Wednesday, December 7, 2011

Watch Where You Walk

Like my parents and their parents before them, I take any chance I get to point out to my children how easy their childhood is compared to how mine was. For example, my kids don't have to share the only bathroom in the house with their entire family. They don't have to drink powdered milk. They don't have a bunch of older siblings demanding they fetch them bottles of Coke from the refrigerator. However, my kids do endure one hardship I didn't have to experience, even though I grew up on the gritty streets of south Minneapolis and they're being raised in the luxury of the suburbs: they take their lives in their hands every day on their way to school.

They don't like pedestrians where we live. Or cyclists. Really. They've done everything in their power to encourage people to drive everywhere. And by “they,” I mean people in the middle of the twentieth century who fell out of love with the city and in love with the automobile, and decided that walking was no longer a suitable form of transportation. Amenities that might normally be provided for walking, like, say, sidewalks, were deemed unnecessary and therefore abandoned in suburban planning. Which may have been fine back in 1930, when Highway 36 was a dirt road.

Our neighbor, one of our city's founding fathers, loves to recount the days when he would cross-country ski from his house to HarMar Mall. My daughter is excited to follow suit, but what she doesn't understand is that when Bob skied to HarMar, all that stood between him and the mall were fields and a dirt road. Now, the throng of cars on County Road B, each driver clutching coffee in one hand and a smartphone in the other, severely discourages skiing.  And don't even get me started on nearby Snelling Avenue.  It's unsafe to cross Snelling in a Hummer, much less on skis.

Of course, our suburb is not unusual in that it discourages travel on foot, but our situation is particularly frustrating because we live in a prime location for walking errands. We live a quarter of a mile from a major shopping mall. We live three blocks from my children's school. (Well, about three. It's hard to tell out here exactly what constitutes a block.) Restaurants, banks, churches, parks, at least three Starbucks; you name it, it's within shouting distance of our house. In fact, if we wanted to purchase the aforementioned Hummer (and we had a spare 50K to do so), we could just walk the half mile to the Hummer dealership and buy one.  And yet, when people see our family walking or biking around town, they point and stare as if we're riding horses along the street. Recently, a neighbor stopped me on our way to school and said, “I know you're one of those health freaks, but would you guys like a ride?” By “health freak,” I assumed he meant the fact that we were biking to school instead of driving. He couldn't have been referring to what I ate for breakfast, which happened to be cookies and Diet Coke. Since when does biking three blocks to school make a person a health freak? Are you hearing this, Michelle Obama?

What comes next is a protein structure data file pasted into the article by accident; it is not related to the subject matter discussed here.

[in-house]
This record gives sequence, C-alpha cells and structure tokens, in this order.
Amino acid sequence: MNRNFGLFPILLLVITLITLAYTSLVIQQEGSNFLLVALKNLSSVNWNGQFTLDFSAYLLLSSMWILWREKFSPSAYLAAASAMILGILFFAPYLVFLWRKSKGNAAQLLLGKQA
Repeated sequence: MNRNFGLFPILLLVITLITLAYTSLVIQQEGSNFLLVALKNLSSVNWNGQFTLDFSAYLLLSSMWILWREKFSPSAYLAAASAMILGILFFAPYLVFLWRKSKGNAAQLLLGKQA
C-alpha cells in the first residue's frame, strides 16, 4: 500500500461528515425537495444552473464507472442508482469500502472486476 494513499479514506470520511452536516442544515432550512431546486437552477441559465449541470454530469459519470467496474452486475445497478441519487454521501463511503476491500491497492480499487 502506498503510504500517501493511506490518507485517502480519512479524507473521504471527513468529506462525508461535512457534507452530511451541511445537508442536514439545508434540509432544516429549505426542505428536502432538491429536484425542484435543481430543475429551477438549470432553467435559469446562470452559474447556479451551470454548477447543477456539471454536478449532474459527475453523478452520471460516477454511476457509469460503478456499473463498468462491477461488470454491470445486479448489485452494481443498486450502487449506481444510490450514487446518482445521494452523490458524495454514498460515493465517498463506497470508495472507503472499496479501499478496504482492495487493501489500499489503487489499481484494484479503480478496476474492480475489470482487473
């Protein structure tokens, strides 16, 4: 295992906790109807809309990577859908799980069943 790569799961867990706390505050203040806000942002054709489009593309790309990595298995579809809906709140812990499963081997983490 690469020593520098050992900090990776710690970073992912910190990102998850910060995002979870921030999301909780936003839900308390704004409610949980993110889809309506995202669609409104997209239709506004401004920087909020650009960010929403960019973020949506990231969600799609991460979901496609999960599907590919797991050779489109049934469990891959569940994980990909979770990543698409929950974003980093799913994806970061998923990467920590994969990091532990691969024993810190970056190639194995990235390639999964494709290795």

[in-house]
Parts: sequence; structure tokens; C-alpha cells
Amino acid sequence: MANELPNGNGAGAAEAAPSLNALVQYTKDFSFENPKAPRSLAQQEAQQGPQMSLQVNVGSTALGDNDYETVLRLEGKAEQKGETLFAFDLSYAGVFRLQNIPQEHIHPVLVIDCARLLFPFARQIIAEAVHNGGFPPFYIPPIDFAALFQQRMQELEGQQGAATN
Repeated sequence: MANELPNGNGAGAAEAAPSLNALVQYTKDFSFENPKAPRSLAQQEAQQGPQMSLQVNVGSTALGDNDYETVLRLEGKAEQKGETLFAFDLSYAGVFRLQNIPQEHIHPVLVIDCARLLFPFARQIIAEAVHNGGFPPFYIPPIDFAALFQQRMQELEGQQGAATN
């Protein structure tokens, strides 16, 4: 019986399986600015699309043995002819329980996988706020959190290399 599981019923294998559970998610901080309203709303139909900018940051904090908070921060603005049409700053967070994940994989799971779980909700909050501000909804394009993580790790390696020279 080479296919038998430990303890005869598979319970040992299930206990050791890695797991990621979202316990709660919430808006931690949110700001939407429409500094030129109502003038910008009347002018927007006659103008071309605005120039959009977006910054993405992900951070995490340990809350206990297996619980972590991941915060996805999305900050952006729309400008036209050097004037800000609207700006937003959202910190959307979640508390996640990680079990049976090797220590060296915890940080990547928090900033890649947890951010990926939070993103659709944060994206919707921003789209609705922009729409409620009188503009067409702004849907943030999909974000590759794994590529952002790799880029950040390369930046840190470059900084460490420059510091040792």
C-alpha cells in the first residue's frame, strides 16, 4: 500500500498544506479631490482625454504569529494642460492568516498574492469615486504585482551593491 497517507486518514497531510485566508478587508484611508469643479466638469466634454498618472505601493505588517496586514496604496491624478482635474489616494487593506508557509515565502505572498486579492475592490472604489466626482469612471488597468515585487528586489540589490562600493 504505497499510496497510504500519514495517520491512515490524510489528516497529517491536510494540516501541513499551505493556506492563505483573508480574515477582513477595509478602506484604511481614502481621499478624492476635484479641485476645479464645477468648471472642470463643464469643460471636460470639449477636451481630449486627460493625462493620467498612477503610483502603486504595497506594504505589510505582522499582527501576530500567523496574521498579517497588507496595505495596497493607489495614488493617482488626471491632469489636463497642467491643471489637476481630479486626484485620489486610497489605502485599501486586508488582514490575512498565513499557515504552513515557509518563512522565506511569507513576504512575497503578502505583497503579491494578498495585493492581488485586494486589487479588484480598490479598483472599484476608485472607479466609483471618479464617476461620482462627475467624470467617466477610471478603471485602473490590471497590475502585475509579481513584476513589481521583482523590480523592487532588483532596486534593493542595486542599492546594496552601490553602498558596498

I'm determined to encourage my kids to transcend their pro-auto environs and live an active life.  I will admit, though, when my son first suggested he and his sister bike to school, I balked at the idea because of the heavy traffic we'd encounter on the way. With encouragement from their father, who bikes to work year-round, I eventually decided it was worth the risk. Besides, I figured if anyone would applaud my efforts to teach my children to be active, it would be the school administrators.

Boy, was I wrong.  We ran into the principal on that first day of school, and, unable to find a bike rack, I innocently asked her where we could lock up the bikes. You'd have thought by the tongue lashing I received that I asked her where we could put the bombs we were carrying.  I, the consummate rule follower, had never been reprimanded by a school principal, and I figured that since I was in my 30s, I was now safe from the possibility of that indignity. Not so. Apparently, like the rest of suburbia, the principal is also pro-vehicle, because it's against school policy for kids to ride their bikes to school. After she finished her tirade about "safety," I wanted to respond with my own tirade about "childhood obesity" and "cutbacks to phy ed" and "that unpleasant smell in the lunchroom," but I simply responded "Yes, ma'am," and sheepishly walked away. 

One of the suggestions the principal made as she humiliated me in front of several schoolchildren is that my kids should ride the nice, safe school bus that is provided for them.  And it's true, there is a school bus for the kids in our neighborhood, most of whom could throw a rock from their yard and hit the school that they're being bussed to.  My kids don't want to ride it. And can you blame them?  On the way home the bus zig zags across the city, only to arrive at our house, a mere 3 blocks from the school, 40 minutes later.  By the time the school bus arrives in our neighborhood, my kids are already on Level 19 of Super Mario Bros.

Even though it might seem like we're fighting a losing battle against the car, we're not giving up.  And I have seen some encouraging signs that maybe things are changing in our 'burb. This past summer the city's parks and recreation department mailed fliers encouraging residents to visit local parks, and to get there creatively: “We encourage you to find an active way to 'Discover Your Parks' – walk, bike, or skate to the park!”  And we did. We couldn't find a spot to park our bikes, but we did.